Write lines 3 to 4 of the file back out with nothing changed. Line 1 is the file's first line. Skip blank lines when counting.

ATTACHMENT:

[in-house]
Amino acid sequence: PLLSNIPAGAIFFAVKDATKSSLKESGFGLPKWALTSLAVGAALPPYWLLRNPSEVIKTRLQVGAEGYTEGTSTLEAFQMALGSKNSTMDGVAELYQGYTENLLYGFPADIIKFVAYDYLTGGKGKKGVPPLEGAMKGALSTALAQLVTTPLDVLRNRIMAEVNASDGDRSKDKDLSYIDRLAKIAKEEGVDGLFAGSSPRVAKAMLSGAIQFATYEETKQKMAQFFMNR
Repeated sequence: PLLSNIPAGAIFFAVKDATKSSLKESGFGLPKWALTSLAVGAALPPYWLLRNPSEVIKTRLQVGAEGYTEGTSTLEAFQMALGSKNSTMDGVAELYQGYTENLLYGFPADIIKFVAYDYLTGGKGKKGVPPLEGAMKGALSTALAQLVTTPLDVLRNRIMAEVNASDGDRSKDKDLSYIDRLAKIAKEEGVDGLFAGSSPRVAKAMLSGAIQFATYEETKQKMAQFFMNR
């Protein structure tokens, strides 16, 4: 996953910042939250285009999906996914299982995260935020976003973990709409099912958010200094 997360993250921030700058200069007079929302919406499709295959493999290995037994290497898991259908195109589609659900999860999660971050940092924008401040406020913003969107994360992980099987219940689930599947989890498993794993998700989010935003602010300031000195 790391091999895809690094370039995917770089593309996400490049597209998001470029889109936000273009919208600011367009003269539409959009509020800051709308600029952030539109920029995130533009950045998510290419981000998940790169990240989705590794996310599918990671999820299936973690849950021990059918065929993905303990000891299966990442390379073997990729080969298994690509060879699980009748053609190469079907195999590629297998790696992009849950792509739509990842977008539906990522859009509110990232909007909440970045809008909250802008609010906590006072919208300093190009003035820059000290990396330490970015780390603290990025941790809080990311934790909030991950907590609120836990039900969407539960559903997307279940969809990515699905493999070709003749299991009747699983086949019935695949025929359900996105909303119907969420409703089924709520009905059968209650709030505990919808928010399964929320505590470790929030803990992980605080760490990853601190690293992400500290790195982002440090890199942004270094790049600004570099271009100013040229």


Repeated sequence: PLLSNIPAGAIFFAVKDATKSSLKESGFGLPKWALTSLAVGAALPPYWLLRNPSEVIKTRLQVGAEGYTEGTSTLEAFQMALGSKNSTMDGVAELYQGYTENLLYGFPADIIKFVAYDYLTGGKGKKGVPPLEGAMKGALSTALAQLVTTPLDVLRNRIMAEVNASDGDRSKDKDLSYIDRLAKIAKEEGVDGLFAGSSPRVAKAMLSGAIQFATYEETKQKMAQFFMNR
């Protein structure tokens, strides 16, 4: 996953910042939250285009999906996914299982995260935020976003973990709409099912958010200094 997360993250921030700058200069007079929302919406499709295959493999290995037994290497898991259908195109589609659900999860999660971050940092924008401040406020913003969107994360992980099987219940689930599947989890498993794993998700989010935003602010300031000195 790391091999895809690094370039995917770089593309996400490049597209998001470029889109936000273009919208600011367009003269539409959009509020800051709308600029952030539109920029995130533009950045998510290419981000998940790169990240989705590794996310599918990671999820299936973690849950021990059918065929993905303990000891299966990442390379073997990729080969298994690509060879699980009748053609190469079907195999590629297998790696992009849950792509739509990842977008539906990522859009509110990232909007909440970045809008909250802008609010906590006072919208300093190009003035820059000290990396330490970015780390603290990025941790809080990311934790909030991950907590609120836990039900969407539960559903997307279940969809990515699905493999070709003749299991009747699983086949019935695949025929359900996105909303119907969420409703089924709520009905059968209650709030505990919808928010399964929320505590470790929030803990992980605080760490990853601190690293992400500290790195982002440090890199942004270094790049600004570099271009100013040229």